A biframe is simultaneously a generalization of a frame (locale) and a bitopological space. To be specific, a biframe L is a triple L=(L0,L1,L2) where L1 and L2 are subframes of the frame L0, which together generate it. A typical example (derived from a bispace) might have L0 consisting of all open sets of the reals, and L1 and L2 consisting of intervals of the form (-infinity,b) and (a,infinity), respectively. Functions between biframes are morphisms in the category BiFrm if they are frame homomorphisms, and preserve first and second parts..
In some areas the theory of biframes closely parallels that of frames and topological spaces; in others it is remarkably different. We will give examples of both.
Talk 1: Compactifications of biframes
All compactifications of a biframe can be represented by means of strong inclusions: these are pairs of relations given on the biframe itself, requiring no information about any other biframe. In this setting, zero-dimensional compactifications are easy to identify; smallest compactifications less so.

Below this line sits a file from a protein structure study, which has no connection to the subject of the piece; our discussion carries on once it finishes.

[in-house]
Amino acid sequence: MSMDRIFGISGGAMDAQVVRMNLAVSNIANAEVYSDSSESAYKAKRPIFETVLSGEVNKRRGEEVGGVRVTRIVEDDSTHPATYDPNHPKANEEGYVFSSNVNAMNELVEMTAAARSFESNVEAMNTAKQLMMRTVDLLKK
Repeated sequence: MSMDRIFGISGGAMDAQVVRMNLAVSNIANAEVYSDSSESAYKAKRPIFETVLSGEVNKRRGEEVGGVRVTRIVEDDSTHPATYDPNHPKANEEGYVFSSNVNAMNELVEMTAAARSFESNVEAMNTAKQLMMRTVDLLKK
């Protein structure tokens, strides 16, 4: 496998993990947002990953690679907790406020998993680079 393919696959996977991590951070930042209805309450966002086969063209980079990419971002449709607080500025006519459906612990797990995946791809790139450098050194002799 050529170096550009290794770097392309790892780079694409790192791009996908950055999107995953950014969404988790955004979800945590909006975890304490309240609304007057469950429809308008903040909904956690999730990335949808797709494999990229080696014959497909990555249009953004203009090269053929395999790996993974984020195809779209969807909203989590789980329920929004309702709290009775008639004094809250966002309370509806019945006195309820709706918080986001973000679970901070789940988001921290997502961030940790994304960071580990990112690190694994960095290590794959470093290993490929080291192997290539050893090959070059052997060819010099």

Talk 2: Coherent and continuous biframes
There is a category equivalence between coherent biframes and distributive bilattices, and an analogous one between supercoherent biframes and bisemilattices. These lead to definitions of continuity and stable continuity, and characterization in terms of projectivity properties.
Booleanization in biframes seems to have rather different problems and possibilities to that in frames. Criteria such as "unique dense Boolean quotient of L" do not apply; and various conditions defining weakly open maps that are equivalent in frames are not so, in the biframe setting.